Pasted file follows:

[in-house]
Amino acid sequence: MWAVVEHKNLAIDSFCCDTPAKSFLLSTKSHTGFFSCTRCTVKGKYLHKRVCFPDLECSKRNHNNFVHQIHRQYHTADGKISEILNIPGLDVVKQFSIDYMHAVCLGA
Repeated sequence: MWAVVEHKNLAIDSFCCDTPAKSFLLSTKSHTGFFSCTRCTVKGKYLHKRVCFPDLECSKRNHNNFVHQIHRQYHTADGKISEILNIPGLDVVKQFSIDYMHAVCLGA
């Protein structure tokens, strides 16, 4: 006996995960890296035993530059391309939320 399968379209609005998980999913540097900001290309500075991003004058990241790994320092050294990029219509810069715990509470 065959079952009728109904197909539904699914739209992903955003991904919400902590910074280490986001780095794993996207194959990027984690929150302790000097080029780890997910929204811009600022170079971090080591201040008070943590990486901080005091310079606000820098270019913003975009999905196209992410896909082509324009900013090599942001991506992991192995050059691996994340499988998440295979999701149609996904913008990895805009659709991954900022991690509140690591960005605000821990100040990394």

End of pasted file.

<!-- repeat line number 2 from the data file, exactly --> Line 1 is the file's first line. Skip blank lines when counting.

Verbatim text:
Amino acid sequence: MWAVVEHKNLAIDSFCCDTPAKSFLLSTKSHTGFFSCTRCTVKGKYLHKRVCFPDLECSKRNHNNFVHQIHRQYHTADGKISEILNIPGLDVVKQFSIDYMHAVCLGA